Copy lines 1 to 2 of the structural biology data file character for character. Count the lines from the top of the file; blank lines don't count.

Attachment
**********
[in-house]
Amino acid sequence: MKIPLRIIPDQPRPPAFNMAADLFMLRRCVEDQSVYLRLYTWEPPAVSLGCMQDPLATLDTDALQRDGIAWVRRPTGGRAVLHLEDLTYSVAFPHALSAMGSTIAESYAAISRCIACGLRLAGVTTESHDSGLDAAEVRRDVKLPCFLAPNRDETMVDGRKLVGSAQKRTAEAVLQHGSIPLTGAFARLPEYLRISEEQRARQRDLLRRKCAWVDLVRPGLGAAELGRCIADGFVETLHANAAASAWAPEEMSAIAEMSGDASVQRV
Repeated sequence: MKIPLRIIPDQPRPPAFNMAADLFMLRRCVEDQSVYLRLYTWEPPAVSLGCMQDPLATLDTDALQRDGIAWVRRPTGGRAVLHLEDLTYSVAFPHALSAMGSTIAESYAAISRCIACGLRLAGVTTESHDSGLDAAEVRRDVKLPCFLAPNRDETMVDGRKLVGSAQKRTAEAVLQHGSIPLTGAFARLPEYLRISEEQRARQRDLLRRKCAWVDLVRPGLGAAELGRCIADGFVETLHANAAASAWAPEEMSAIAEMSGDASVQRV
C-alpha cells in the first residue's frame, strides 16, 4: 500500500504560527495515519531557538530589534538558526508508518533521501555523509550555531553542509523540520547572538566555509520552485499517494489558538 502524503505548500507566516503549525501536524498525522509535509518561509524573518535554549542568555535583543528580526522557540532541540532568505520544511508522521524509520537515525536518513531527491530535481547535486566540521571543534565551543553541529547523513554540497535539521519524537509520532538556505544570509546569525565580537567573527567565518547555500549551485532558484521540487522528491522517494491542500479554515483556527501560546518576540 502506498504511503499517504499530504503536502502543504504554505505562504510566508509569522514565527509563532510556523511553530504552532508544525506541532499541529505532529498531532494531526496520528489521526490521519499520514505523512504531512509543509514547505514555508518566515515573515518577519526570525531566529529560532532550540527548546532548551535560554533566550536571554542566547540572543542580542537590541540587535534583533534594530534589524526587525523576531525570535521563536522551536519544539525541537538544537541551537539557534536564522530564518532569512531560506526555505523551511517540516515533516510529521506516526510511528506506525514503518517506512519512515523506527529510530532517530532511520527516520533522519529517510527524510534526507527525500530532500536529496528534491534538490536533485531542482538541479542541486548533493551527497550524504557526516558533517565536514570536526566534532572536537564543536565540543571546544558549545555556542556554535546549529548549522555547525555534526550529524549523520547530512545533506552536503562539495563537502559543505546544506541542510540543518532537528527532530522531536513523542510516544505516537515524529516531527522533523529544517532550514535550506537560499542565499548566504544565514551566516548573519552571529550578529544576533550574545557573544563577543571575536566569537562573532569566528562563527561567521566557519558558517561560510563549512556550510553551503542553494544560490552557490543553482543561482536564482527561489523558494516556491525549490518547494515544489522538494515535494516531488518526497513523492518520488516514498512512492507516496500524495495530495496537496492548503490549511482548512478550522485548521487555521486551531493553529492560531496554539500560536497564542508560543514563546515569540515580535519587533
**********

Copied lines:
[in-house]
Amino acid sequence: MKIPLRIIPDQPRPPAFNMAADLFMLRRCVEDQSVYLRLYTWEPPAVSLGCMQDPLATLDTDALQRDGIAWVRRPTGGRAVLHLEDLTYSVAFPHALSAMGSTIAESYAAISRCIACGLRLAGVTTESHDSGLDAAEVRRDVKLPCFLAPNRDETMVDGRKLVGSAQKRTAEAVLQHGSIPLTGAFARLPEYLRISEEQRARQRDLLRRKCAWVDLVRPGLGAAELGRCIADGFVETLHANAAASAWAPEEMSAIAEMSGDASVQRV